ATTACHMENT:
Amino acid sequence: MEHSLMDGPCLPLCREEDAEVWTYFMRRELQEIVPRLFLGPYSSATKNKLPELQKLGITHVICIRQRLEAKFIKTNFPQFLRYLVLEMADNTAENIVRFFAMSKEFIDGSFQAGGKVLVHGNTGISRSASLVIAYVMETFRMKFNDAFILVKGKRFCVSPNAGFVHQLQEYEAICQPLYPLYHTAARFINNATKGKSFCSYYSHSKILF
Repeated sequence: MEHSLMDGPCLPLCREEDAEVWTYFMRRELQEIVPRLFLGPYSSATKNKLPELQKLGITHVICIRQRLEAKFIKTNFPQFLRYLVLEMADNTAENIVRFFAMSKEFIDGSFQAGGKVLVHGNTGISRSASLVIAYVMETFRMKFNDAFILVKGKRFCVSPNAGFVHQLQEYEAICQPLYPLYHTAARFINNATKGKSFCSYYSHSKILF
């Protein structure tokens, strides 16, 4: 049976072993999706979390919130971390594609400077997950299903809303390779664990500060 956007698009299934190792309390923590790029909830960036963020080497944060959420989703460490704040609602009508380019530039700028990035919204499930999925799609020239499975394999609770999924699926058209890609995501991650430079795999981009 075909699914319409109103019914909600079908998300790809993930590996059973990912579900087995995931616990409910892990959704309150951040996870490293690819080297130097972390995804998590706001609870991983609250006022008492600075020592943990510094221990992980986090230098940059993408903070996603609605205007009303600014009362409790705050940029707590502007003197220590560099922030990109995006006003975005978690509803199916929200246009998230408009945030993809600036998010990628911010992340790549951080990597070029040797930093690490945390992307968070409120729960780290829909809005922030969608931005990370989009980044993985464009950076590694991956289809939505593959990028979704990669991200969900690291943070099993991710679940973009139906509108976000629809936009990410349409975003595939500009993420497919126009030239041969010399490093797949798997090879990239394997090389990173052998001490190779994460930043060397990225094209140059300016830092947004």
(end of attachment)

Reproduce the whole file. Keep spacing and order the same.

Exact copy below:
Amino acid sequence: MEHSLMDGPCLPLCREEDAEVWTYFMRRELQEIVPRLFLGPYSSATKNKLPELQKLGITHVICIRQRLEAKFIKTNFPQFLRYLVLEMADNTAENIVRFFAMSKEFIDGSFQAGGKVLVHGNTGISRSASLVIAYVMETFRMKFNDAFILVKGKRFCVSPNAGFVHQLQEYEAICQPLYPLYHTAARFINNATKGKSFCSYYSHSKILF
Repeated sequence: MEHSLMDGPCLPLCREEDAEVWTYFMRRELQEIVPRLFLGPYSSATKNKLPELQKLGITHVICIRQRLEAKFIKTNFPQFLRYLVLEMADNTAENIVRFFAMSKEFIDGSFQAGGKVLVHGNTGISRSASLVIAYVMETFRMKFNDAFILVKGKRFCVSPNAGFVHQLQEYEAICQPLYPLYHTAARFINNATKGKSFCSYYSHSKILF
């Protein structure tokens, strides 16, 4: 049976072993999706979390919130971390594609400077997950299903809303390779664990500060 956007698009299934190792309390923590790029909830960036963020080497944060959420989703460490704040609602009508380019530039700028990035919204499930999925799609020239499975394999609770999924699926058209890609995501991650430079795999981009 075909699914319409109103019914909600079908998300790809993930590996059973990912579900087995995931616990409910892990959704309150951040996870490293690819080297130097972390995804998590706001609870991983609250006022008492600075020592943990510094221990992980986090230098940059993408903070996603609605205007009303600014009362409790705050940029707590502007003197220590560099922030990109995006006003975005978690509803199916929200246009998230408009945030993809600036998010990628911010992340790549951080990597070029040797930093690490945390992307968070409120729960780290829909809005922030969608931005990370989009980044993985464009950076590694991956289809939505593959990028979704990669991200969900690291943070099993991710679940973009139906509108976000629809936009990410349409975003595939500009993420497919126009030239041969010399490093797949798997090879990239394997090389990173052998001490190779994460930043060397990225094209140059300016830092947004």